The legal standard for the grant of summary judgment is well established. For the following reasons, the Court disagrees with Defendants that summary judgment should be granted to them.
While Plaintiff's complaints about insects and diesel fumes in the building might arguably fall within her duties as a shop steward, those complaints regarding inadequacies of the court's operations, such as its handling of youthful offender files or improperly-issued arrest warrants, are certainly matters of public concern. Proper and responsible management of a Town Court is a crucial component to the maintenance of a safe community. Addressing these issues would not personally benefit Plaintiff, but rather the public, which is, or would be affected adversely by the allegedly negligent or careless conduct.
The holding of Garcetti v. Cebellos, 2006 U.S. Lexis 4341 (2006), is inapplicable to the facts of this case. In Garcetti, the Supreme Court held that the First Amendment did not prohibit managerial discipline based on the employee's expressions made pursuant to official responsibilities. In this case, Plaintiff had no official responsibility to report on the operations of the court, and in speaking on these matters did so as a citizen.
Whether there exists a causal connection between Plaintiff's speech and her termination is a jury question. Plaintiff argues that Sia never discussed with her the complaints allegedly made by her co-workers, and documented by Sia in internal memoranda. She argues that although she was confronted for her attire and arriving a few minutes late to work, she never received any disciplinary letters or negative job performance reviews. On the contrary, she asserts that she was commended as being one of the most competent people in the building, and was told that she had been promoted, when she was moved from her assignment of working at the public intake window with mail duties to working with the assistant court clerk.
By her fourth day on the job, Plaintiff was confronted for inappropriate dress and tardiness, and that complaints from other employees have apparently accrued since November 2004. However, Plaintiff was not terminated until just shy of the end of her probationary period in May 2005. Viewing the facts in the light most favorable to Plaintiff, as it must, the Court finds it as at least curious, if not dubious, that Plaintiff worked for almost the full year, during which she did not have civil service protection against termination, and was then apparently terminated rather abruptly. It certainly raises a material issue of fact as to the actual motive and intent behind the termination of Plaintiff, who had been speaking out about matters of public concern, relating to operation of the court. A jury may or may not ultimately find that the termination was causally related to her complaints on matters of public concern. In any event, it will be left to the jury to decide, on the basis of a plenary trial record, whether the reasons offered by Defendants were, or were not pretextual.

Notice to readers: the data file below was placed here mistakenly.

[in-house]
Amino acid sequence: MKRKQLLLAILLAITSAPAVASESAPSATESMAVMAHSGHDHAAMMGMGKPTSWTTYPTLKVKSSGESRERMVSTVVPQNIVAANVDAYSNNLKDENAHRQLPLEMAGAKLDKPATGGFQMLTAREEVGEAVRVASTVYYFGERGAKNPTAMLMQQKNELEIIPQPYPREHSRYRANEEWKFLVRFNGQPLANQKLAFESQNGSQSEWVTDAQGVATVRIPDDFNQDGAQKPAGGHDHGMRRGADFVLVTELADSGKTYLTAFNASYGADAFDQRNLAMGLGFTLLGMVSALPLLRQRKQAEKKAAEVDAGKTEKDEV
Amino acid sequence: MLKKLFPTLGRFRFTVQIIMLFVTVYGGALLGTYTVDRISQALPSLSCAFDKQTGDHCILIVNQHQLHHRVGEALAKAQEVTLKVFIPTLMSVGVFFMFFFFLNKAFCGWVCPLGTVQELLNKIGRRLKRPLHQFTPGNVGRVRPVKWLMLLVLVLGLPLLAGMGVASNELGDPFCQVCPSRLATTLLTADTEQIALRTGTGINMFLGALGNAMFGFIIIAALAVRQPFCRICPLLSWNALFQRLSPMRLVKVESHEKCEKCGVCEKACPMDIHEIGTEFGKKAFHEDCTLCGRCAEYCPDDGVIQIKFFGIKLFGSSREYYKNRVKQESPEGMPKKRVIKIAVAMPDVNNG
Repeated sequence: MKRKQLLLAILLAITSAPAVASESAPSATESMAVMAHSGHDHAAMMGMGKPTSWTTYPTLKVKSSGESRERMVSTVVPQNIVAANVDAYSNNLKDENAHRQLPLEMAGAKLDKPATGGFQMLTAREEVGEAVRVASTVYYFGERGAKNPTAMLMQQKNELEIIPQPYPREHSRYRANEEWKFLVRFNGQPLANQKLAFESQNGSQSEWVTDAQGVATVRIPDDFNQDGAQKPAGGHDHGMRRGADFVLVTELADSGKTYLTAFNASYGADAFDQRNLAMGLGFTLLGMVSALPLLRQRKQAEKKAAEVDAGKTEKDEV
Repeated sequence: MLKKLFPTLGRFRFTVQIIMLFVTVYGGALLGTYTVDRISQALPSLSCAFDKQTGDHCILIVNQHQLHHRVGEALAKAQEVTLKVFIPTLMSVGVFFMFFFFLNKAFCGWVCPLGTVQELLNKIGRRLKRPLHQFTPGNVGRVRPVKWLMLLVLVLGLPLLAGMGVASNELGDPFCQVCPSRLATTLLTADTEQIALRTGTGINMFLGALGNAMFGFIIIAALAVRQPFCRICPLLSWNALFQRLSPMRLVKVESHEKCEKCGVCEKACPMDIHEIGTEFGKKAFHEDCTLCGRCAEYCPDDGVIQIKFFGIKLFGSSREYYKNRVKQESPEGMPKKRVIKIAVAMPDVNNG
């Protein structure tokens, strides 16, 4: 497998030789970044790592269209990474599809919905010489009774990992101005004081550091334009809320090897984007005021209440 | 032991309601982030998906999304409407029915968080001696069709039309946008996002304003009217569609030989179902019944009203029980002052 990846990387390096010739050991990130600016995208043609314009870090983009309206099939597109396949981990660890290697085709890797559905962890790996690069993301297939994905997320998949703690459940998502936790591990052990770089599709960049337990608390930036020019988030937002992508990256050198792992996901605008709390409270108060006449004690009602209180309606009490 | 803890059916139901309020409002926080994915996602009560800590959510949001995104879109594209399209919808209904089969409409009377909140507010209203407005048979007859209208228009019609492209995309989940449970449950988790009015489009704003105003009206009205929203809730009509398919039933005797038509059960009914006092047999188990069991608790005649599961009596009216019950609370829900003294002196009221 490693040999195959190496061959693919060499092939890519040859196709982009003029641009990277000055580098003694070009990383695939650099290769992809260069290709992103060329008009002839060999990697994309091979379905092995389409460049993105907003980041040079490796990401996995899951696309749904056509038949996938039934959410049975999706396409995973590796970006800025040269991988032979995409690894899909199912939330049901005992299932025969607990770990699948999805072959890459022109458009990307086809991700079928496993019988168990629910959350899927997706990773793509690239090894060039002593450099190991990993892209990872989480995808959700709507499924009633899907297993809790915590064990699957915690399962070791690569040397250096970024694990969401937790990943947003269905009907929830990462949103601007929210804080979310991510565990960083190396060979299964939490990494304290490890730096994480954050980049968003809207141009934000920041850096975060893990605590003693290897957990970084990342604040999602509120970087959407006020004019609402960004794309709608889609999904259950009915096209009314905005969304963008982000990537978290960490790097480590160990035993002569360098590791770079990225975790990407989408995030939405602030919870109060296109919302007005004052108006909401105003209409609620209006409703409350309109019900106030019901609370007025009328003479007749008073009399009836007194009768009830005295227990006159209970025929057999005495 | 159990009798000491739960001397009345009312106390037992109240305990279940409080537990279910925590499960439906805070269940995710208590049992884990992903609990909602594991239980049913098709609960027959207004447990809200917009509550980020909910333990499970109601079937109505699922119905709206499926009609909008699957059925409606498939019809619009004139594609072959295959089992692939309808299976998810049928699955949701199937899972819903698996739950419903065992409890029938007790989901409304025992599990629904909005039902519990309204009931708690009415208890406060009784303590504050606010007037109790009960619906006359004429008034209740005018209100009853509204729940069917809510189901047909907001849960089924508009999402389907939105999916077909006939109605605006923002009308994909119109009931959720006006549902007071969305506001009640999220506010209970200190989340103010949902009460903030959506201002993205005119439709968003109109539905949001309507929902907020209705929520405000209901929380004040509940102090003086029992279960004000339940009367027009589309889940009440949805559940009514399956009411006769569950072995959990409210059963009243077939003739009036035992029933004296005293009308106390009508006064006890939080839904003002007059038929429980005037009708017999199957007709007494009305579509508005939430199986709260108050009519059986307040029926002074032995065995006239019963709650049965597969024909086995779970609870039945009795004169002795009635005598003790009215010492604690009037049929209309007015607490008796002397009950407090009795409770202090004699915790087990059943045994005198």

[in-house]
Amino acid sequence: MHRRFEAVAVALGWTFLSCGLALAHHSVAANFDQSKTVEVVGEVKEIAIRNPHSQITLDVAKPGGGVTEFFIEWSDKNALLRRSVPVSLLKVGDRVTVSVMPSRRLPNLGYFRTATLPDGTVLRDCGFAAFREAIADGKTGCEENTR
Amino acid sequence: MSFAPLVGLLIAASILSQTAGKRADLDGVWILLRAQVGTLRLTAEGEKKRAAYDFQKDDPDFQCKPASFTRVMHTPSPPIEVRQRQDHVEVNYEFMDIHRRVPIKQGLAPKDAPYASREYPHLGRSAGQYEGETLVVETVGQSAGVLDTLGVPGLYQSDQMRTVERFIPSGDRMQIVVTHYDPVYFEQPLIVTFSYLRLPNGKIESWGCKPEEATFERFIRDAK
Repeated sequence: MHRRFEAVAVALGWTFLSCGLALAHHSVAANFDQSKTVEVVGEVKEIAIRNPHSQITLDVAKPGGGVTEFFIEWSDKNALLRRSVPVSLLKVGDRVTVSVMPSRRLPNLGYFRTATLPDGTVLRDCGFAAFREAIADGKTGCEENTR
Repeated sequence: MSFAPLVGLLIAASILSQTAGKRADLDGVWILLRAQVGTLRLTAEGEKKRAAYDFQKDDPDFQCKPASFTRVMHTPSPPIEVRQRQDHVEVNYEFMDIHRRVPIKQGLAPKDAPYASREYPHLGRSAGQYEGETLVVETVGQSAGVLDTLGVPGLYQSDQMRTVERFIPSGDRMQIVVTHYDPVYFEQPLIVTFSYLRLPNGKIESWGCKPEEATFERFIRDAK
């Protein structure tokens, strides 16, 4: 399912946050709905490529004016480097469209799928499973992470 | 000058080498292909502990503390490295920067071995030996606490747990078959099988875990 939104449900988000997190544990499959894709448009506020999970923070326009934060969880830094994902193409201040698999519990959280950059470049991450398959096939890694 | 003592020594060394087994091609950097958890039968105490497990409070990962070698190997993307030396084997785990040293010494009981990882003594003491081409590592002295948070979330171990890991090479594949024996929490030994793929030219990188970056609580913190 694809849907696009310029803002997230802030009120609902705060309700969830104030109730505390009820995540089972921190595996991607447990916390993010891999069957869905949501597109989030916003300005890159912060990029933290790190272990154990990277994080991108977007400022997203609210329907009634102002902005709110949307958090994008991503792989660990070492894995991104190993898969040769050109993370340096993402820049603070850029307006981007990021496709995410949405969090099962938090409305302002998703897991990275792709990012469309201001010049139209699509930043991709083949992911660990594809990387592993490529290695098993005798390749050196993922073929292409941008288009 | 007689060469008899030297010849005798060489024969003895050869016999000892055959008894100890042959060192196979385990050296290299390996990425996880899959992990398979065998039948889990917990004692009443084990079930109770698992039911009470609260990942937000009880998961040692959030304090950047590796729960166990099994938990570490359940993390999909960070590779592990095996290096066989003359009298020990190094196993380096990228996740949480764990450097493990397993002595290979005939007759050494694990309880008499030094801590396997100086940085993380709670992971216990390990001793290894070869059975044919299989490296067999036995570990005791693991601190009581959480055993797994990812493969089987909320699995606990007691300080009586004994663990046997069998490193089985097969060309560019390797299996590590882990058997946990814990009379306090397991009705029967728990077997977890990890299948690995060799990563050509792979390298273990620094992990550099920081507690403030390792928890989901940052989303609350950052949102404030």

Defendants also argue that Defendant Sia is protected by qualified immunity because she is protected in the performance of her discretionary functions, when her conduct does not violate clearly established constitutional rights of which a reasonable person would have known. It is well known by now that an employee may not be terminated in retaliation for his or her protected speech. Whether Plaintiff was fired for good cause or in retaliation for her speech on matters of public concern is a question of fact for the jury, going to actual motive, and the facts as to this question are closely intertwined with those discussed supra. A jury will act within its traditional province to judge the strength and reliability of the witnesses' testimony at trial, and with the benefit of a plenary trial record, will decide whether Defendant's rationale for Plaintiff's termination was or was not merely pretextual.
The Court declines at this time to strike Plaintiff's claim for punitive damages, and will rule on that matter with the benefit of a plenary trial record.